The Beatles play none of the instruments featured on "She's Leaving Home," as it was entirely orchestrated.  It sounds a little melodramatic, and if you think it's uncharacteristic of George Martin's style, that's because Martin didn't arrange the score.  Martin, by then a freelance producer and no longer employed with EMI, the Beatles' record company, was away on another session, so an impatient Paul got Mike Leander, who had scored the Rolling Stones' recording of "As Tears Go By," to arrange it.  Martin was unhappy with Paul's move, but, ironically, it mirrored the song.  Though Martin was a father figure to the Beatles, they weren't above rebelling against him when they thought the situation called for it, though they rarely did.  (Legend has it that when John Lennon stood up for the group against Martin when he wanted them to record Mitch Murray's "How Do You Do It" as their first single, despite the fact that it was a song that the Beatles weren't enamored with, Martin asked him, "Are you trying to tell me my business?"  Lennon is said to have replied, "Not at all.  We're trying to tell you our business.")  
Martin, good sport that he was, produced and mixed the final recording of "She's Leaving Home."  The strings are still rather stirring. The introductory harp, by the way, was played by Sheila Bromberg, making her the first female musician to appear on a Beatles recording.
Paul made up a few details in "She's Leaving Home." Ms. Coe left home in the afternoon while her parents were at work, and she briefly hid at the house of a friend - who happened to be married to Ritchie Blackmore, later of Deep Purple - before running off with her boyfriend, a casino worker.  In the song, the girl leaves home at five o'clock in the morning and meets up with a car salesman - "a man from the motor trade," presumably to buy her own car and start her own life.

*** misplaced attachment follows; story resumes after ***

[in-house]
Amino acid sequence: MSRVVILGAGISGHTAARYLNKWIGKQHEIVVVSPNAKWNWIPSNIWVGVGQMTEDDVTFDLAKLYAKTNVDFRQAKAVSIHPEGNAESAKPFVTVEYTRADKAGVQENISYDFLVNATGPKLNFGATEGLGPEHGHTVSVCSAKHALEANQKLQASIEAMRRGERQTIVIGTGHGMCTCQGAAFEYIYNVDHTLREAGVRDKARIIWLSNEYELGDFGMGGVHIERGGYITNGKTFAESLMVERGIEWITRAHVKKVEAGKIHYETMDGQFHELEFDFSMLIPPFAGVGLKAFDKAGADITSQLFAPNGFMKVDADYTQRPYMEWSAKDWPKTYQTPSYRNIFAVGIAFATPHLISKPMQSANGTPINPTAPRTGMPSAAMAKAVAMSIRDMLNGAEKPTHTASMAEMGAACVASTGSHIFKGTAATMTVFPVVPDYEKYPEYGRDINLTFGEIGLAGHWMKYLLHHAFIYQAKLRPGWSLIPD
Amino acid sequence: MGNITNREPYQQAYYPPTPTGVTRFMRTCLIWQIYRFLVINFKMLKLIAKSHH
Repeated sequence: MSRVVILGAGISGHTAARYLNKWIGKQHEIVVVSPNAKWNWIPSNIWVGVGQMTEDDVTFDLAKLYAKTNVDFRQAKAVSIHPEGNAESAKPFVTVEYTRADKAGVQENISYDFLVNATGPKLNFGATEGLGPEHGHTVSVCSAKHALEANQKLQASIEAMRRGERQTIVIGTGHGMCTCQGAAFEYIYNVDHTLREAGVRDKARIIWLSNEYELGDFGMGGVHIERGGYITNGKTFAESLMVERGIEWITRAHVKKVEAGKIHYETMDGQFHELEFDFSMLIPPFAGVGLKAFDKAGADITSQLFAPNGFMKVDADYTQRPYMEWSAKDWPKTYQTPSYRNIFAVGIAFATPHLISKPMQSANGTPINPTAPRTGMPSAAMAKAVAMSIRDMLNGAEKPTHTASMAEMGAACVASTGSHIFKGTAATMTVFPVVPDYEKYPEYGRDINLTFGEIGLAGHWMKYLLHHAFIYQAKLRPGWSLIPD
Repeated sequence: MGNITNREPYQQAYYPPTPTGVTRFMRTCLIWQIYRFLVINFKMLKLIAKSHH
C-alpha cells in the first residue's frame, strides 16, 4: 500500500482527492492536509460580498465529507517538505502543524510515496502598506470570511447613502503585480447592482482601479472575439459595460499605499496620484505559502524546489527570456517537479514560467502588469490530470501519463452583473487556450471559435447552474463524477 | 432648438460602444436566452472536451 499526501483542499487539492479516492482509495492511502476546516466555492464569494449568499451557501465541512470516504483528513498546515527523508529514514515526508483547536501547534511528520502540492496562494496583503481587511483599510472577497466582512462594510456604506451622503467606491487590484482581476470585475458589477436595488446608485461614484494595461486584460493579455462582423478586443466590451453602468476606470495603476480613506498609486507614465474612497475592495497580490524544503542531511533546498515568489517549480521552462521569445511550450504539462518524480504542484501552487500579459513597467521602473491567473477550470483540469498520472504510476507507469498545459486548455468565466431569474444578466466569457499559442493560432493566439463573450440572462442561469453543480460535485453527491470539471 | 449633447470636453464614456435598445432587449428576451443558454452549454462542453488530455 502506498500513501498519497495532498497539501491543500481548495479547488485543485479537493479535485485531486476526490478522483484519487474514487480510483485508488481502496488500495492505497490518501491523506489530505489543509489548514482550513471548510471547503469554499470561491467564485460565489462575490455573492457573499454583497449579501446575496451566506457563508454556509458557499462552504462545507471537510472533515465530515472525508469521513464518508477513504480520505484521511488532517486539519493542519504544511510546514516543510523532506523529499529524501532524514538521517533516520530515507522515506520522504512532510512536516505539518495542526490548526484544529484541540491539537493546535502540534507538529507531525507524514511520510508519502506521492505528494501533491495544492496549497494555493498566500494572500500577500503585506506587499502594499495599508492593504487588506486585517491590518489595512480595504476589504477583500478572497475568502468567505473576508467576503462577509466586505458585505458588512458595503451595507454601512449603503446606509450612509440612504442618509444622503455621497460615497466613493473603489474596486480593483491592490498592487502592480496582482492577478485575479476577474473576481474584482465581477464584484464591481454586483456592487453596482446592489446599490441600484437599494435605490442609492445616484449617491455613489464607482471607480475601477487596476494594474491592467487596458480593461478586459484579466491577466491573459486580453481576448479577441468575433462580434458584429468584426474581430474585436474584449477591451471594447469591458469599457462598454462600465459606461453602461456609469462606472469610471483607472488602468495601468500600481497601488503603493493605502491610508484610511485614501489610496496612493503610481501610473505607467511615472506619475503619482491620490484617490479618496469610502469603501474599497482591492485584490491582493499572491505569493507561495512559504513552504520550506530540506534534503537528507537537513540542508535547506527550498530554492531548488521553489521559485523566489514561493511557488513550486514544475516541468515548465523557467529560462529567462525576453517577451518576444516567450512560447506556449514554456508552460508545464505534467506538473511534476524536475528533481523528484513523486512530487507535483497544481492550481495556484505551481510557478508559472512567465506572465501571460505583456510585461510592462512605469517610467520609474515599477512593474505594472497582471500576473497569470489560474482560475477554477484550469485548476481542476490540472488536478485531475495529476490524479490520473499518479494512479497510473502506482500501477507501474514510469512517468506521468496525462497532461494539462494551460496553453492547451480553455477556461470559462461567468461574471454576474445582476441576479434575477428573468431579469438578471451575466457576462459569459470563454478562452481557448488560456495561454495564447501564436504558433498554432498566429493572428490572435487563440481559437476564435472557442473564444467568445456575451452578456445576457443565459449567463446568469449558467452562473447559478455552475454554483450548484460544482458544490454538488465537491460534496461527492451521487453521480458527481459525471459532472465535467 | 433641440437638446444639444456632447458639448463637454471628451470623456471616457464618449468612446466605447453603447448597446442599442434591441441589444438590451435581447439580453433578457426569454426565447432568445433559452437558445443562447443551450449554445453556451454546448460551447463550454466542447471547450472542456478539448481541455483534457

Ms. Coe turned out to be pregnant, but she didn't know that before she left home; she had an abortion after being found.  There's no evidence that Paul McCartney knew of that when he wrote the song, but when Sgt. Pepper came out, Americans decided that the song was about a girl who is indeed aware of her pregnancy when she leaves home and meets the abortionist on Friday morning at nine o'clock - the "man from the motor trade" being the euphemism for the abortionist.  In fact, the motor trade man was inspired by car salesman Terry Doran, an associate of Beatles manager Brian Epstein.  The irony is monumental; American listeners found in "She's Leaving Home" an unintended meaning that turned out to be true.  The opening lyric, "Wednesday morning at five o'clock as the day begins," is not, though, a reference to Paul McCartney dying on November 9, 1966 from injuries sustained in a car crash.
Ms. Coe (above), who is 67 today, settled down and had two children, and she worked first as a jewelry designer and later as a real estate agent.  She never reconciled with her now-deceased  parents, alas, though she wouldn't recommend running away to anyone; she considers herself lucky to have survived the experience.  She does appreciate being the inspiration for a Beatles song - a song covered by Harry Nilsson, Richie Havens and Joel Grey, among others - but she does add that "it would have been nicer for doing something other than running away from home."


Mitch Michael Coburn said...

'Lovely Rita meter maid' was also a real person, a London traffic warden who gave Paul a ticket.

Steve said...

Mitch: I've heard different stories about how that song came to be.